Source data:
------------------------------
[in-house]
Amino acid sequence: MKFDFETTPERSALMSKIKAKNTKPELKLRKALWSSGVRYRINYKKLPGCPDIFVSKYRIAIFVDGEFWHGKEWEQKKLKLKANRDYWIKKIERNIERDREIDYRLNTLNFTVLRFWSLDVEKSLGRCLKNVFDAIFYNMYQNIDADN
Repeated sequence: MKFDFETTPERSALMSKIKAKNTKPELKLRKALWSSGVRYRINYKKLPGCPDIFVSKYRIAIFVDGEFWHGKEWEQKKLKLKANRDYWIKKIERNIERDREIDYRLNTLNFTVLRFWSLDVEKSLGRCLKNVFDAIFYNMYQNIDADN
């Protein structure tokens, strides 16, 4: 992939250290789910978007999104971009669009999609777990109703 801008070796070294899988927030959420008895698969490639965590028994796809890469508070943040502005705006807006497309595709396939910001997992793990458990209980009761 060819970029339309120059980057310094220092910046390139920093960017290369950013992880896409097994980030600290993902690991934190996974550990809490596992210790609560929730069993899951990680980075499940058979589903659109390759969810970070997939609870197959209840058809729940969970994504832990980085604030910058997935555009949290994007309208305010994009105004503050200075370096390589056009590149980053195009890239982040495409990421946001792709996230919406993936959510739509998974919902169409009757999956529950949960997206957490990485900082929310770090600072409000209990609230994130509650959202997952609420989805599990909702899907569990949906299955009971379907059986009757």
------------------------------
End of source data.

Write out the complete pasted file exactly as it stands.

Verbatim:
[in-house]
Amino acid sequence: MKFDFETTPERSALMSKIKAKNTKPELKLRKALWSSGVRYRINYKKLPGCPDIFVSKYRIAIFVDGEFWHGKEWEQKKLKLKANRDYWIKKIERNIERDREIDYRLNTLNFTVLRFWSLDVEKSLGRCLKNVFDAIFYNMYQNIDADN
Repeated sequence: MKFDFETTPERSALMSKIKAKNTKPELKLRKALWSSGVRYRINYKKLPGCPDIFVSKYRIAIFVDGEFWHGKEWEQKKLKLKANRDYWIKKIERNIERDREIDYRLNTLNFTVLRFWSLDVEKSLGRCLKNVFDAIFYNMYQNIDADN
């Protein structure tokens, strides 16, 4: 992939250290789910978007999104971009669009999609777990109703 801008070796070294899988927030959420008895698969490639965590028994796809890469508070943040502005705006807006497309595709396939910001997992793990458990209980009761 060819970029339309120059980057310094220092910046390139920093960017290369950013992880896409097994980030600290993902690991934190996974550990809490596992210790609560929730069993899951990680980075499940058979589903659109390759969810970070997939609870197959209840058809729940969970994504832990980085604030910058997935555009949290994007309208305010994009105004503050200075370096390589056009590149980053195009890239982040495409990421946001792709996230919406993936959510739509998974919902169409009757999956529950949960997206957490990485900082929310770090600072409000209990609230994130509650959202997952609420989805599990909702899907569990949906299955009971379907059986009757």